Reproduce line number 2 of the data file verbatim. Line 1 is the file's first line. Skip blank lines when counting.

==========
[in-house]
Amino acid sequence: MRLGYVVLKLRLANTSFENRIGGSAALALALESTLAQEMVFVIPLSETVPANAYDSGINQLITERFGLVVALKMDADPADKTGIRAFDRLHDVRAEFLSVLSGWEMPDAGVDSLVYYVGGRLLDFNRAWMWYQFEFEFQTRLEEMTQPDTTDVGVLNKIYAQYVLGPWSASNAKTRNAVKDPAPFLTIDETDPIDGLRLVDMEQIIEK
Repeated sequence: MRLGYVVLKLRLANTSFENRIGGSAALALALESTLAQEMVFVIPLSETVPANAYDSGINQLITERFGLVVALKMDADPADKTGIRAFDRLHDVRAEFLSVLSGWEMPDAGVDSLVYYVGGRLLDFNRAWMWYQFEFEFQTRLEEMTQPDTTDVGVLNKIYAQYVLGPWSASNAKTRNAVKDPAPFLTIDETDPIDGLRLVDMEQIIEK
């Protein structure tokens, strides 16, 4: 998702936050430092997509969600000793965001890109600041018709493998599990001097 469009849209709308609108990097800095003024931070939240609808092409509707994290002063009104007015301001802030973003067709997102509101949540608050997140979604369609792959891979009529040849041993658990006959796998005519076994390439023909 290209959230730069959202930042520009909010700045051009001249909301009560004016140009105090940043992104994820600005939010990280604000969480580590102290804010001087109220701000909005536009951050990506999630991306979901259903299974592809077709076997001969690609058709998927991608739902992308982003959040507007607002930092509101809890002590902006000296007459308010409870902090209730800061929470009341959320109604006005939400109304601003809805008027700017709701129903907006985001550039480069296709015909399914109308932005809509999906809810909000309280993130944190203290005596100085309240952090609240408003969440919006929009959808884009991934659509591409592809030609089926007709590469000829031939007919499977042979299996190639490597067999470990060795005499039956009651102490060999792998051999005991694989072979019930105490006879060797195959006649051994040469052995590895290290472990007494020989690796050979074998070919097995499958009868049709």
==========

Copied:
Amino acid sequence: MRLGYVVLKLRLANTSFENRIGGSAALALALESTLAQEMVFVIPLSETVPANAYDSGINQLITERFGLVVALKMDADPADKTGIRAFDRLHDVRAEFLSVLSGWEMPDAGVDSLVYYVGGRLLDFNRAWMWYQFEFEFQTRLEEMTQPDTTDVGVLNKIYAQYVLGPWSASNAKTRNAVKDPAPFLTIDETDPIDGLRLVDMEQIIEK